[527km] south west of Salalah (Oman) whereas our vessel was
about 30 nautical miles [55.5km] from the Yemeni coast.
"But after our Cambodian crewman told the story, we plotted on
the navigation chart the last location where the vessel disappeared
from the vessel tracker. It corresponded with the location where the
vessel disappeared and not the 285 nautical miles [527km] south
west of Salalah (Oman) as claimed by the Indian Navy."
Khun Wicharn personally visited the Thai fishermen's families
in northeast Thailand with the sad news.
He continues to seek appropriate reparations for their loss.
"The boat was registered in Kirabati and they are not prepared
to take on the case themselves so we are trying to get them to
authorise us to act on their behalf," he said. "But we have had no
luck. As for the Thai government, which lost 14 citizens in the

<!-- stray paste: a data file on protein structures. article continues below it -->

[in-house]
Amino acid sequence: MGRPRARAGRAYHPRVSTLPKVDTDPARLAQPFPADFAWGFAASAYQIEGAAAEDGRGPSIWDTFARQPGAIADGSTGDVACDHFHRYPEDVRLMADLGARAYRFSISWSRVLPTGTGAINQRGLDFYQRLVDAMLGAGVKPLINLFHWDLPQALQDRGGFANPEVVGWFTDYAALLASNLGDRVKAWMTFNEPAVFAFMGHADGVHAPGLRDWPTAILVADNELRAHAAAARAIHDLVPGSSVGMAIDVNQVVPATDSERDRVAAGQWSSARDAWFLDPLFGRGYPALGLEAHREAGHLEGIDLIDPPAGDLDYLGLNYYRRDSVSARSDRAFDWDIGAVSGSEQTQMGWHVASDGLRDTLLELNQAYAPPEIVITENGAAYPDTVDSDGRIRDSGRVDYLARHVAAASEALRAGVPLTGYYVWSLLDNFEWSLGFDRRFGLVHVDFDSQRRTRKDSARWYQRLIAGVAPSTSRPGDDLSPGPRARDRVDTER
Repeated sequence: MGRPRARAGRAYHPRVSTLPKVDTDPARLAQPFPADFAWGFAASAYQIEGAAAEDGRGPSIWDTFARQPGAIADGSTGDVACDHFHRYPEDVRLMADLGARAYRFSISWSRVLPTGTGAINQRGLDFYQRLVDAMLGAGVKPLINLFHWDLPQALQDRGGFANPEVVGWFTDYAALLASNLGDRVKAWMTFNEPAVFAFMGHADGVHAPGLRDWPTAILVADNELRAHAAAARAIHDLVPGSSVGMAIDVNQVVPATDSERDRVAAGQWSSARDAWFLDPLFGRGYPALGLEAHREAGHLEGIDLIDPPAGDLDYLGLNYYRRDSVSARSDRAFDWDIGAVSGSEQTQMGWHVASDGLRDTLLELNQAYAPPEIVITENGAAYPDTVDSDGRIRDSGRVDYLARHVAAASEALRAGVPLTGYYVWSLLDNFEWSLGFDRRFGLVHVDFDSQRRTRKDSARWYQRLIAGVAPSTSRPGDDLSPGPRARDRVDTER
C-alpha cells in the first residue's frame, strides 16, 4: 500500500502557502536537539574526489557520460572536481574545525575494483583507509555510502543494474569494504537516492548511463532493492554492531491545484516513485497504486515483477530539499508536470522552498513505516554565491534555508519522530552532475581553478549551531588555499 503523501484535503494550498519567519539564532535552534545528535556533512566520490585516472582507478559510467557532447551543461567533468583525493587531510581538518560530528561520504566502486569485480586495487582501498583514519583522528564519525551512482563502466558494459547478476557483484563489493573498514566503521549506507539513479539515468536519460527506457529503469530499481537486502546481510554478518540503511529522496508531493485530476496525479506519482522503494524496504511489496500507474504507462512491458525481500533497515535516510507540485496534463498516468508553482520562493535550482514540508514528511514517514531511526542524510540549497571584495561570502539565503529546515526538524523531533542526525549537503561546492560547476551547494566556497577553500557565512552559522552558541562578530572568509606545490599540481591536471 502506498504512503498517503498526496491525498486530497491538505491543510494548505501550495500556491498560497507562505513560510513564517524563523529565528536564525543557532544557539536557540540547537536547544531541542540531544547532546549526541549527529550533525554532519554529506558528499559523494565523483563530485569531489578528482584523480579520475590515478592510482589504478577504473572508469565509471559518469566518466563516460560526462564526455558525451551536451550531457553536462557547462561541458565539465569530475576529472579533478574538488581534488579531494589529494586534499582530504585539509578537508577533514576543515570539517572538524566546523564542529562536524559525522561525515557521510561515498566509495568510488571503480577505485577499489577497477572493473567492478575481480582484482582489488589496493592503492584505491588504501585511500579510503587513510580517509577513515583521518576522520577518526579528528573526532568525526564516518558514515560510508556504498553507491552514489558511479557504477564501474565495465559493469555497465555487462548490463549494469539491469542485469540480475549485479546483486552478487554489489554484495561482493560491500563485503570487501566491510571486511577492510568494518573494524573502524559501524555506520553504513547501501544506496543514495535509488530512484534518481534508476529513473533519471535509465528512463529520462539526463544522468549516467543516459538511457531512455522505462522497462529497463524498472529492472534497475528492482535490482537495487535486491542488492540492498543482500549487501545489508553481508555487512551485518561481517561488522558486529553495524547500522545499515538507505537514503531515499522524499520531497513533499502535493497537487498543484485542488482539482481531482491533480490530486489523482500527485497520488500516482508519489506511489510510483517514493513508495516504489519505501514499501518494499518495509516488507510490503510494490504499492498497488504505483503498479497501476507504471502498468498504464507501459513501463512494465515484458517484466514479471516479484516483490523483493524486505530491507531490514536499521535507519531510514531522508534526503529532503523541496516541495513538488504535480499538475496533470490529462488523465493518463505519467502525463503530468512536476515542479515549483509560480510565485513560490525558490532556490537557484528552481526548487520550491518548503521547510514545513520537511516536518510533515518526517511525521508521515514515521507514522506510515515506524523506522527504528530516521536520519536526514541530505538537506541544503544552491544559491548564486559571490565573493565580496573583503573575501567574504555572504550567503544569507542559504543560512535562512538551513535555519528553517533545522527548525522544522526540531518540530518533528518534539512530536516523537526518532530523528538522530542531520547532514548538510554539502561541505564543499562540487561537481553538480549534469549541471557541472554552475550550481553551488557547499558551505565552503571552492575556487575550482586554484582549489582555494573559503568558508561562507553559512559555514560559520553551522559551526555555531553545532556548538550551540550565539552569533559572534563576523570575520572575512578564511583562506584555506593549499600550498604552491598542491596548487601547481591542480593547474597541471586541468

attack, there has been no interest in taking up the cause of their
Frustrations in Indonesia:
Ethical fishing thwarted by "Official Pirates"!
Frustration, as much as anger, marks Khun Wicharn's
relations with Indonesia. In the 1990s, his company fished in
their waters but since the death of an Indonesian friend who
could intervene for him when trouble came up, he no longer
fishes those waters. Other Thai fishing companies are bringing
their vessels back as well.
"Even though you have a legal fishing permit, the Indonesian
Navy will look through their binoculars at your vessel's name then
look up the owner in the registry. Soon the owner will get a note
saying that their vessel would be arrested unless a payment was
made to specified bank account," he explained. "We call these the